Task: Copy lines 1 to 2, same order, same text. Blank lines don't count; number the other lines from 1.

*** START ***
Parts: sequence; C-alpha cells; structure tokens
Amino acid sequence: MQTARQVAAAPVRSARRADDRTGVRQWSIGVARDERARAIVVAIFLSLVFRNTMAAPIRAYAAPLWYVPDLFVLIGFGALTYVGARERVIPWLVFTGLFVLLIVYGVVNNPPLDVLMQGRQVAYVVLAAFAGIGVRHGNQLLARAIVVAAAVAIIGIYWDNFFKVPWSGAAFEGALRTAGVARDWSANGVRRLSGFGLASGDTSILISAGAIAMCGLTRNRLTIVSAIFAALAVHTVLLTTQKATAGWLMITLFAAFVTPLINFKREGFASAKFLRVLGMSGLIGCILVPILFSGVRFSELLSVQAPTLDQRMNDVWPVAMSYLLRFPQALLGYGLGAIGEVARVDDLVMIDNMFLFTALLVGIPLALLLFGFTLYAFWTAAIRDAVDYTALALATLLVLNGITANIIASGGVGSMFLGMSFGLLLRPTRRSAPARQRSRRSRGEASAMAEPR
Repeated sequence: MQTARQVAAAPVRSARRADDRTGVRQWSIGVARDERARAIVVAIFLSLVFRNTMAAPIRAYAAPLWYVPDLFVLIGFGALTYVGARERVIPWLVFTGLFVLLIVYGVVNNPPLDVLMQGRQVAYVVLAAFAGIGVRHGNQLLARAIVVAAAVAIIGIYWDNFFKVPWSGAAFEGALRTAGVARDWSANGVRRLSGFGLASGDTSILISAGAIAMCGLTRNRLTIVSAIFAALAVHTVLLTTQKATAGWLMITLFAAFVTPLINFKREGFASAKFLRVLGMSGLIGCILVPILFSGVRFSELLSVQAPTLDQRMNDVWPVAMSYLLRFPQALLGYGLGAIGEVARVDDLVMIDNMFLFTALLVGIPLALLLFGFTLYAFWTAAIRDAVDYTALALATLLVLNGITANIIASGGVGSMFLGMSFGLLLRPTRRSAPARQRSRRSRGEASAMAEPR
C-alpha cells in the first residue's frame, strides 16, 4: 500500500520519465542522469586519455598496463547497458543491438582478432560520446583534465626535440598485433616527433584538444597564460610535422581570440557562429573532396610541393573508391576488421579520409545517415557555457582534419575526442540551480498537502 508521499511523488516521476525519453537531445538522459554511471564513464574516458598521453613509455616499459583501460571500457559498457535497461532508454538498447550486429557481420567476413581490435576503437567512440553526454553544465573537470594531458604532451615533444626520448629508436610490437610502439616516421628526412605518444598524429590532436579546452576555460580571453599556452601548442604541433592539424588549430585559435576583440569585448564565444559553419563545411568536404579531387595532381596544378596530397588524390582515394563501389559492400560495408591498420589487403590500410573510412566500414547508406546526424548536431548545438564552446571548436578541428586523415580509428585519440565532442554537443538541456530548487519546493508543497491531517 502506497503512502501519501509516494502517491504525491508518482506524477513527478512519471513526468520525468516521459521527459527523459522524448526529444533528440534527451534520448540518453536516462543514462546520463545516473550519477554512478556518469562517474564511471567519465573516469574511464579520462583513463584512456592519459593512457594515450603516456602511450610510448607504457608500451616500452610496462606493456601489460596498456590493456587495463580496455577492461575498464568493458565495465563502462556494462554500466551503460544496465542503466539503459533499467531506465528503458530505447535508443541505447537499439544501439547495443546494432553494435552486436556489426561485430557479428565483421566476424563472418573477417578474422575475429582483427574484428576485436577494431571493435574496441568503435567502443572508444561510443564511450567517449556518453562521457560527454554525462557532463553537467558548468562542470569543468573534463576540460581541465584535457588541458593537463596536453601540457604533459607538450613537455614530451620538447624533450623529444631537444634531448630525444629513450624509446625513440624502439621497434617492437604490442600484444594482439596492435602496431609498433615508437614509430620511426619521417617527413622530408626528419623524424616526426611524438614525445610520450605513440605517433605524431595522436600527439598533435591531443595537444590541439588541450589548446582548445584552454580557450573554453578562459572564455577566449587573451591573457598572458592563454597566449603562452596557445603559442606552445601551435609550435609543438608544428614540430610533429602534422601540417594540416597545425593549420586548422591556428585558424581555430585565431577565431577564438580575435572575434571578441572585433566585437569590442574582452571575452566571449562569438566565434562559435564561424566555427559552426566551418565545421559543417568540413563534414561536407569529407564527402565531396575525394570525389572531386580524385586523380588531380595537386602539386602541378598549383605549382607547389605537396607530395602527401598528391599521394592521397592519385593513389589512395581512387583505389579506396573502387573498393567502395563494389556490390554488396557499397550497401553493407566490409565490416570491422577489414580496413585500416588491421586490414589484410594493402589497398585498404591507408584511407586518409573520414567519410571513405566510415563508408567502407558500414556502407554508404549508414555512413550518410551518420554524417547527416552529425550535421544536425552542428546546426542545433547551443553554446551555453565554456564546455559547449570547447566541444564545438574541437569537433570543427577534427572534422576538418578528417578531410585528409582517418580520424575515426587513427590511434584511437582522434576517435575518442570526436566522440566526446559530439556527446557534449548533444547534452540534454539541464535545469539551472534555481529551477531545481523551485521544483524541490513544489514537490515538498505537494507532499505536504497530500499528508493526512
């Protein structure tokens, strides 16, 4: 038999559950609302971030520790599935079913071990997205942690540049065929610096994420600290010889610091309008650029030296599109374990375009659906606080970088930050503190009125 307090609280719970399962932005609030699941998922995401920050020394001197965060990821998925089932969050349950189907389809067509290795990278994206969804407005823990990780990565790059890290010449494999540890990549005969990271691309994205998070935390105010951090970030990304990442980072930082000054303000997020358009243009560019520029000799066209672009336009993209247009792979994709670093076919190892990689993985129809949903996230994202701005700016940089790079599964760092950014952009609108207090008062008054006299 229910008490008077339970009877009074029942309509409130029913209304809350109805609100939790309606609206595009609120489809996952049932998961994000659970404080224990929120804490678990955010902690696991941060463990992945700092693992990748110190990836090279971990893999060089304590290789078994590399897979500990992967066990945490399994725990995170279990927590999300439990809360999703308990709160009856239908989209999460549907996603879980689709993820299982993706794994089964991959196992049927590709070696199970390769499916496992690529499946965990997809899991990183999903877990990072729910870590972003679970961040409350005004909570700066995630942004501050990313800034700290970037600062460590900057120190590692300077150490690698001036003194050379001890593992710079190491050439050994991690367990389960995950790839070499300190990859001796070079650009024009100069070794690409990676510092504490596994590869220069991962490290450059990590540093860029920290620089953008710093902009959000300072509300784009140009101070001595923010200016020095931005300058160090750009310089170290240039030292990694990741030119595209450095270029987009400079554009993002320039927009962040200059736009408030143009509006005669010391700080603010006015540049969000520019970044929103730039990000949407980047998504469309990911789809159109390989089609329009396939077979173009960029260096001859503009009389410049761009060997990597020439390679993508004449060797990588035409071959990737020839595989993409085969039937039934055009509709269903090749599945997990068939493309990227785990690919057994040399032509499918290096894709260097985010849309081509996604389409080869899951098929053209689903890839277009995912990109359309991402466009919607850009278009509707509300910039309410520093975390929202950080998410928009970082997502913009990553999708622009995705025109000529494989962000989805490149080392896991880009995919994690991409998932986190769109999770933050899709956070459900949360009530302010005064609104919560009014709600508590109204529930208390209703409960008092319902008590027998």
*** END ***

Parts: sequence; C-alpha cells; structure tokens
Amino acid sequence: MQTARQVAAAPVRSARRADDRTGVRQWSIGVARDERARAIVVAIFLSLVFRNTMAAPIRAYAAPLWYVPDLFVLIGFGALTYVGARERVIPWLVFTGLFVLLIVYGVVNNPPLDVLMQGRQVAYVVLAAFAGIGVRHGNQLLARAIVVAAAVAIIGIYWDNFFKVPWSGAAFEGALRTAGVARDWSANGVRRLSGFGLASGDTSILISAGAIAMCGLTRNRLTIVSAIFAALAVHTVLLTTQKATAGWLMITLFAAFVTPLINFKREGFASAKFLRVLGMSGLIGCILVPILFSGVRFSELLSVQAPTLDQRMNDVWPVAMSYLLRFPQALLGYGLGAIGEVARVDDLVMIDNMFLFTALLVGIPLALLLFGFTLYAFWTAAIRDAVDYTALALATLLVLNGITANIIASGGVGSMFLGMSFGLLLRPTRRSAPARQRSRRSRGEASAMAEPR